Over the past five years, the digital banking space has mostly been dominated by fintech startups and challenger banks that compete directly with the longer-established banks. Unlike the legacy banks, digital banks distinguish themselves by offering modern financial technology practices, such as online-only operations, that avoid the costs and complexities of traditional banking.
The big banks later took notice and started to launch their own digital bank. In some cases, they also invest in digital banking startups. For example, Goldman Sachs launched Marcus, an all-digital bank startup the firm launched in the US in 2016. In addition, Goldman also invested $69 million in UK digital banking startup Starling Bank.
The new entrant into the field is U.S. banking giant JPMorgan Chase. As part of its effort to expand beyond American soil, JPMorgan Chase is moving across the pond to debut its widely anticipated digital bank in the U.K. this week, according to a report from CNBC, citing the Financial Times.
The launch is part of JPMorgan Chase’s effort to take on major British lenders including Barclays, HSBC, Lloyds, and NatWest, as well as fintech startups like Monzo and Starling. The launch will also step up its rivalry with Goldman Sachs’ Marcus digital bank, which the company launched in the U.K. two years after its U.S. launch.
JPMorgan first unveiled the plans to launch its Chase brand in the U.K. earlier this year. But instead of establishing physical branches, JPMorgan said it will only offer its services through a mobile app. The launch marks the first international expansion of JPMorgan’s consumer bank brand since its inception 222 years ago.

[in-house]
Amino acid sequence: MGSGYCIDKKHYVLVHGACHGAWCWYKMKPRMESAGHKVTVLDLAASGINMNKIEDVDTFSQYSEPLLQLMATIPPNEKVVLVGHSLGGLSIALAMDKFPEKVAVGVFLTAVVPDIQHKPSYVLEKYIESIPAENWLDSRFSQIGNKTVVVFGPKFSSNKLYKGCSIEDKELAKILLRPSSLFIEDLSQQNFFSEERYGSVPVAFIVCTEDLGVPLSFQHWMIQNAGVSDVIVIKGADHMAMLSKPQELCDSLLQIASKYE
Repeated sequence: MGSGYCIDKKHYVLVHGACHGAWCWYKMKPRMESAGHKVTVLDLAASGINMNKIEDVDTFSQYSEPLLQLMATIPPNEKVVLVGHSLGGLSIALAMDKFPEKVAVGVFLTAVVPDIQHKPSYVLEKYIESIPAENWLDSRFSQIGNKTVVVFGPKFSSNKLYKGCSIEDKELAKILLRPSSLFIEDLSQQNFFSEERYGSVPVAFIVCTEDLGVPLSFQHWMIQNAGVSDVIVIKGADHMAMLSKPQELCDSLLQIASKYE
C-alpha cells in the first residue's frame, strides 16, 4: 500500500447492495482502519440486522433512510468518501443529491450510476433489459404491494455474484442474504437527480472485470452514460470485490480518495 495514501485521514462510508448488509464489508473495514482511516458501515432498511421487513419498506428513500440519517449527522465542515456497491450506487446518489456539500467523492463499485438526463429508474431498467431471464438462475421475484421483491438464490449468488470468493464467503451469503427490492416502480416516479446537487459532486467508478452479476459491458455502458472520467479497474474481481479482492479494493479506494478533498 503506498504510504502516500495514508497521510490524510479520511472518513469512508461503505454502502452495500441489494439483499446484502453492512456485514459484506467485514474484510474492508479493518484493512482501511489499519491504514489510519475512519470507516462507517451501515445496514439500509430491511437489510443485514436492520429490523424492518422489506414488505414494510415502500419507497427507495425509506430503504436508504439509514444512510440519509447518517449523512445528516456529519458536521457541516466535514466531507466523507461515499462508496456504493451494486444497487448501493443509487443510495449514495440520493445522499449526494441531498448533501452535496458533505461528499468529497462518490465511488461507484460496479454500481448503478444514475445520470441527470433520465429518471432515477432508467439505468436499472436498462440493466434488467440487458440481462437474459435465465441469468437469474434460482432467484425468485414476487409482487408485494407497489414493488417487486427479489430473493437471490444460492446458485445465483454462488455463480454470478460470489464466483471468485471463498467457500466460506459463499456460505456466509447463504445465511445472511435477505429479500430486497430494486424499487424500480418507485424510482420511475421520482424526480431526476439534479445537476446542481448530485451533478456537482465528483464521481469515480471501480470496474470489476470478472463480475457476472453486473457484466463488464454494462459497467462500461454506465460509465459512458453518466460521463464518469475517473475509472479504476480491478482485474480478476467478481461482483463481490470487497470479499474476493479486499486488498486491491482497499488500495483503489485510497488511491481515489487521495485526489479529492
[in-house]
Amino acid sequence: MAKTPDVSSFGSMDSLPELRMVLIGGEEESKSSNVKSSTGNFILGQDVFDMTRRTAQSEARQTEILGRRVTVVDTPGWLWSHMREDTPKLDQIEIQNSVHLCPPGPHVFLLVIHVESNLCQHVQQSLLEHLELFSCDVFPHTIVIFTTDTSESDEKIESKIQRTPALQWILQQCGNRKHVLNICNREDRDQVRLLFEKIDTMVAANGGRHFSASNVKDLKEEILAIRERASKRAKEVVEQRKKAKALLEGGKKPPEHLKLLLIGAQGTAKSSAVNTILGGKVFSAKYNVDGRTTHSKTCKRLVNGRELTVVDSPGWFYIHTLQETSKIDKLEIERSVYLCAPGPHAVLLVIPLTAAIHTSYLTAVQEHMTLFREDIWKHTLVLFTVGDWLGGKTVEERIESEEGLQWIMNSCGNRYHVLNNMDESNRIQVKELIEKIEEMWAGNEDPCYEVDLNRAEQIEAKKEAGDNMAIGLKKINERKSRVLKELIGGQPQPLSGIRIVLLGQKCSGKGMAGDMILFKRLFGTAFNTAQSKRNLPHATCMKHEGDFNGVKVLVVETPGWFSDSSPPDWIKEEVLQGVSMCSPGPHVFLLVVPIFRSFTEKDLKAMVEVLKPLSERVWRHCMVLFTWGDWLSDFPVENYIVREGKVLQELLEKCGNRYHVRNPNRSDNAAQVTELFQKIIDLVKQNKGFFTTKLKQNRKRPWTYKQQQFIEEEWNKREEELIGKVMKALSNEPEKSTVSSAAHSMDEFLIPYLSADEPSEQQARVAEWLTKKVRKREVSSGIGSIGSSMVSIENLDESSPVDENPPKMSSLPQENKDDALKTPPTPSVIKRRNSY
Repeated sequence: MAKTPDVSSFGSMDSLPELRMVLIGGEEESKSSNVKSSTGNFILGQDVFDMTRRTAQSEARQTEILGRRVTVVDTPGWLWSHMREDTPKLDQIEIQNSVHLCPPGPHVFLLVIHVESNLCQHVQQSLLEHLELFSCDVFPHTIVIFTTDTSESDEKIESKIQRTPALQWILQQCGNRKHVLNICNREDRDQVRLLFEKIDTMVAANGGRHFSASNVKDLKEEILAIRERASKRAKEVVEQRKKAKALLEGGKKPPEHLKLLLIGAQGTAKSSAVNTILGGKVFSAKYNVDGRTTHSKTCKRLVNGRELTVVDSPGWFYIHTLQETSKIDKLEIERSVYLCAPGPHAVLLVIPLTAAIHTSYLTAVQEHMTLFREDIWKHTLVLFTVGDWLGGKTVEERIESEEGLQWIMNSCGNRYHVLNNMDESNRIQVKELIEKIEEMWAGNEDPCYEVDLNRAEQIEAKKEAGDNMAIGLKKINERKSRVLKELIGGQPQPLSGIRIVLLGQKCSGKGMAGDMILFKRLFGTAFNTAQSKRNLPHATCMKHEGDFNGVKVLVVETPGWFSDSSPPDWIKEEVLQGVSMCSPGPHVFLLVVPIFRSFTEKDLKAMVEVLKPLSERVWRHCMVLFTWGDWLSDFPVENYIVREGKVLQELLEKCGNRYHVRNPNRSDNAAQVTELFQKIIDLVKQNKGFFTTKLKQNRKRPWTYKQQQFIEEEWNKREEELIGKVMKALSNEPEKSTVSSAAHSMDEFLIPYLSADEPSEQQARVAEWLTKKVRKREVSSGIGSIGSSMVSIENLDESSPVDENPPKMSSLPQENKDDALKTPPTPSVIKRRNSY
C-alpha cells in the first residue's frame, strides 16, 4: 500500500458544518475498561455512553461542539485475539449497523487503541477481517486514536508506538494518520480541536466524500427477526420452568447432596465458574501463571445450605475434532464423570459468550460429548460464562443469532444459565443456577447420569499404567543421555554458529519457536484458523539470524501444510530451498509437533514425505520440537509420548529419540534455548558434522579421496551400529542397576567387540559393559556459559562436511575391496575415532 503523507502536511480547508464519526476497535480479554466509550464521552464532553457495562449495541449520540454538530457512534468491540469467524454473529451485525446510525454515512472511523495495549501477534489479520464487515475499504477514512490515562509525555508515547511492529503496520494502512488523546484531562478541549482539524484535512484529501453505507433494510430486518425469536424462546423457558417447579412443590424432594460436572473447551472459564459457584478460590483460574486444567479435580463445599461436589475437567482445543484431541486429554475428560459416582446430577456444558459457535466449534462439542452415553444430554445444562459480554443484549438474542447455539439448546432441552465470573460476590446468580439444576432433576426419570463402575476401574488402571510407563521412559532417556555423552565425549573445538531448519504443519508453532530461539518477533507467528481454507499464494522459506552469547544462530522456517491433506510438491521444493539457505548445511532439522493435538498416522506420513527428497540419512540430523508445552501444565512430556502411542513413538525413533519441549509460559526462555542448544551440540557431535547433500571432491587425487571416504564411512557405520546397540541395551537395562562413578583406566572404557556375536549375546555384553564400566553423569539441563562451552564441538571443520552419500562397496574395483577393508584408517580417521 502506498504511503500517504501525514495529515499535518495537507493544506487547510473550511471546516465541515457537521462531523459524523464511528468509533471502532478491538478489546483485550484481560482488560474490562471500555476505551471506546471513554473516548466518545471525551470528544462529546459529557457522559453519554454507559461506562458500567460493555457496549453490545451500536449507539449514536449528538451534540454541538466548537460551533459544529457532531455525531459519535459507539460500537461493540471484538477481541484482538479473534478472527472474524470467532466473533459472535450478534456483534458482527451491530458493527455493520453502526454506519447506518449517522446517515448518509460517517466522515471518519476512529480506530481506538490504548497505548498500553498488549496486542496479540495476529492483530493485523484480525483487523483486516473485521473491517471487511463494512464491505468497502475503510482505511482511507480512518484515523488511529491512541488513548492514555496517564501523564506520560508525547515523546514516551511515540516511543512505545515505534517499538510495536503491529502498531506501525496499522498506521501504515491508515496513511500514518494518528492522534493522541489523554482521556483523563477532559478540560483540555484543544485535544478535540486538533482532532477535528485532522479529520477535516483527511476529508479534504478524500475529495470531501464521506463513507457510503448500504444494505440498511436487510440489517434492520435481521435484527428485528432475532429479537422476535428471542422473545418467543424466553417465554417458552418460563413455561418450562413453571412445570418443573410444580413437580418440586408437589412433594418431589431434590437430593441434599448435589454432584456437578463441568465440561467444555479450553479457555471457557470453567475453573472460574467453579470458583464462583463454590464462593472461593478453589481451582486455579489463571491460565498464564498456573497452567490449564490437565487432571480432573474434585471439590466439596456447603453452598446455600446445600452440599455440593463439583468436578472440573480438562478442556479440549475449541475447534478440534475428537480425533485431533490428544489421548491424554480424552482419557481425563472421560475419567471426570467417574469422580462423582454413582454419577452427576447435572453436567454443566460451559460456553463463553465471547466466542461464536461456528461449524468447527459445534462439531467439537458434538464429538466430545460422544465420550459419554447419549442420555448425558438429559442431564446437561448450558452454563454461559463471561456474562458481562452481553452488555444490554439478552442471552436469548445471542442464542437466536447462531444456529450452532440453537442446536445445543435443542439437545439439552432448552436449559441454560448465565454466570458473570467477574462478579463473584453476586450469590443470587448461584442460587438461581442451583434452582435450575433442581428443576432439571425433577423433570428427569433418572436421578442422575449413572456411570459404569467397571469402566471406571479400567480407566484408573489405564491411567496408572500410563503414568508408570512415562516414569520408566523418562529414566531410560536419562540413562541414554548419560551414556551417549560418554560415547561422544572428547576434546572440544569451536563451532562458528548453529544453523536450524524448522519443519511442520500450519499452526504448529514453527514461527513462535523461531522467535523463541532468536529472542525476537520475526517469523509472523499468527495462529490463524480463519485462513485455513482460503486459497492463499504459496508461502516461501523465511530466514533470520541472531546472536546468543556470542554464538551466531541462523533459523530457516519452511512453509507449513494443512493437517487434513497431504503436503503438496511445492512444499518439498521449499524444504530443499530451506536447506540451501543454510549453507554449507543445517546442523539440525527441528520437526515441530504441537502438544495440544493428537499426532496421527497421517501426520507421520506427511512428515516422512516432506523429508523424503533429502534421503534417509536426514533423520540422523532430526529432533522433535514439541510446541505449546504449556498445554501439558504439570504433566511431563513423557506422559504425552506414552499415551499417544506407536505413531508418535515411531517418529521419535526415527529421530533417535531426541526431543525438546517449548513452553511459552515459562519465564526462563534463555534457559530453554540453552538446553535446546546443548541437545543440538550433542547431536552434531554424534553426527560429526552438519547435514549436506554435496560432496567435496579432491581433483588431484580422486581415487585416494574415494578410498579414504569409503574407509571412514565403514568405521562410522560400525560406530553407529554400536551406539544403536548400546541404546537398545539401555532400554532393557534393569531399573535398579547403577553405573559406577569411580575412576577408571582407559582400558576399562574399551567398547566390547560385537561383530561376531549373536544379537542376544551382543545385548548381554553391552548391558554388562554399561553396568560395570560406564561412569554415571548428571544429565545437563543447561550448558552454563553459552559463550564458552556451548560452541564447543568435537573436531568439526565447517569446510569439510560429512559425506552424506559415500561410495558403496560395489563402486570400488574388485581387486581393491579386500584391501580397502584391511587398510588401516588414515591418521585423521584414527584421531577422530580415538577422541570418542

Sanoke Viswanathan, CEO of JPMorgan’s international consumer division, said the bank’s U.K. expansion was a “very big strategic commitment.”
“We will spend hundreds of millions before we get to break even and get to a place where this is a sustainable business, and we’re not in a rush,” he told the FT. Chase will initially offer checking accounts along with a rewards program. It also plans personal loans, investments, and mortgages further down the line.
The U.K. is home to an increasingly crowded retail banking market and fintech startups. UK fintech-friendly regulations have enabled challengers like Monzo, Revolut, and Starling — which offer checking accounts and other services via smartphone — to flourish and become billion-dollar companies.
Fintech startups offering digital banking services have also gained millions of customers in the past years. Some of these digital banks are also trying to expand their global footprint in the U.S. market. Revolut, which now has more than 15 million customers, was last valued at $33 billion, making it the U.K.’s most valuable tech start-up.